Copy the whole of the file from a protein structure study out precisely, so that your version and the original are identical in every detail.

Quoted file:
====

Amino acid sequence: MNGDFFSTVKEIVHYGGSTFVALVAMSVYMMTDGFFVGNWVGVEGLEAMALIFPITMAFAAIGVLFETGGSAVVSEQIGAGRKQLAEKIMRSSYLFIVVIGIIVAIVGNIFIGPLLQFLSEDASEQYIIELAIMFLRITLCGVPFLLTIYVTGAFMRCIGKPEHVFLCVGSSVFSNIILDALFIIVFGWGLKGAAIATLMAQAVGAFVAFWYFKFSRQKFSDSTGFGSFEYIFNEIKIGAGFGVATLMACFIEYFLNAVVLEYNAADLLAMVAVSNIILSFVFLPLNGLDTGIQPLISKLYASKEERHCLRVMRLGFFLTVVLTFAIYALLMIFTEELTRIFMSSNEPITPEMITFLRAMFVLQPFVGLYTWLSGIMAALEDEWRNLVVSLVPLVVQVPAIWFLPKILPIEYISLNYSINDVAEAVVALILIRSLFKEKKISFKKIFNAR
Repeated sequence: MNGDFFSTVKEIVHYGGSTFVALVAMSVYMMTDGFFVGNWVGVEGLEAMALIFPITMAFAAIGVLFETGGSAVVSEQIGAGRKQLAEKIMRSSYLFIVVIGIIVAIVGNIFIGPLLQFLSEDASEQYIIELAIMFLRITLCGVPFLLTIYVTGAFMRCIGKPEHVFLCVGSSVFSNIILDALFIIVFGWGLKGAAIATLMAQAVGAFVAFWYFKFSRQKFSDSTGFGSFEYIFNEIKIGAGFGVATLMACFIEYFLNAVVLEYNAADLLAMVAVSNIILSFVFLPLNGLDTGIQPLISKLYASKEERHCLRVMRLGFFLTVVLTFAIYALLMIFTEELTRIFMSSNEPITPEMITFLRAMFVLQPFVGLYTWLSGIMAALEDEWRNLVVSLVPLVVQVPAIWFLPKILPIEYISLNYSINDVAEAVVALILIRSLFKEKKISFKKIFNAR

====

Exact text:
Amino acid sequence: MNGDFFSTVKEIVHYGGSTFVALVAMSVYMMTDGFFVGNWVGVEGLEAMALIFPITMAFAAIGVLFETGGSAVVSEQIGAGRKQLAEKIMRSSYLFIVVIGIIVAIVGNIFIGPLLQFLSEDASEQYIIELAIMFLRITLCGVPFLLTIYVTGAFMRCIGKPEHVFLCVGSSVFSNIILDALFIIVFGWGLKGAAIATLMAQAVGAFVAFWYFKFSRQKFSDSTGFGSFEYIFNEIKIGAGFGVATLMACFIEYFLNAVVLEYNAADLLAMVAVSNIILSFVFLPLNGLDTGIQPLISKLYASKEERHCLRVMRLGFFLTVVLTFAIYALLMIFTEELTRIFMSSNEPITPEMITFLRAMFVLQPFVGLYTWLSGIMAALEDEWRNLVVSLVPLVVQVPAIWFLPKILPIEYISLNYSINDVAEAVVALILIRSLFKEKKISFKKIFNAR
Repeated sequence: MNGDFFSTVKEIVHYGGSTFVALVAMSVYMMTDGFFVGNWVGVEGLEAMALIFPITMAFAAIGVLFETGGSAVVSEQIGAGRKQLAEKIMRSSYLFIVVIGIIVAIVGNIFIGPLLQFLSEDASEQYIIELAIMFLRITLCGVPFLLTIYVTGAFMRCIGKPEHVFLCVGSSVFSNIILDALFIIVFGWGLKGAAIATLMAQAVGAFVAFWYFKFSRQKFSDSTGFGSFEYIFNEIKIGAGFGVATLMACFIEYFLNAVVLEYNAADLLAMVAVSNIILSFVFLPLNGLDTGIQPLISKLYASKEERHCLRVMRLGFFLTVVLTFAIYALLMIFTEELTRIFMSSNEPITPEMITFLRAMFVLQPFVGLYTWLSGIMAALEDEWRNLVVSLVPLVVQVPAIWFLPKILPIEYISLNYSINDVAEAVVALILIRSLFKEKKISFKKIFNAR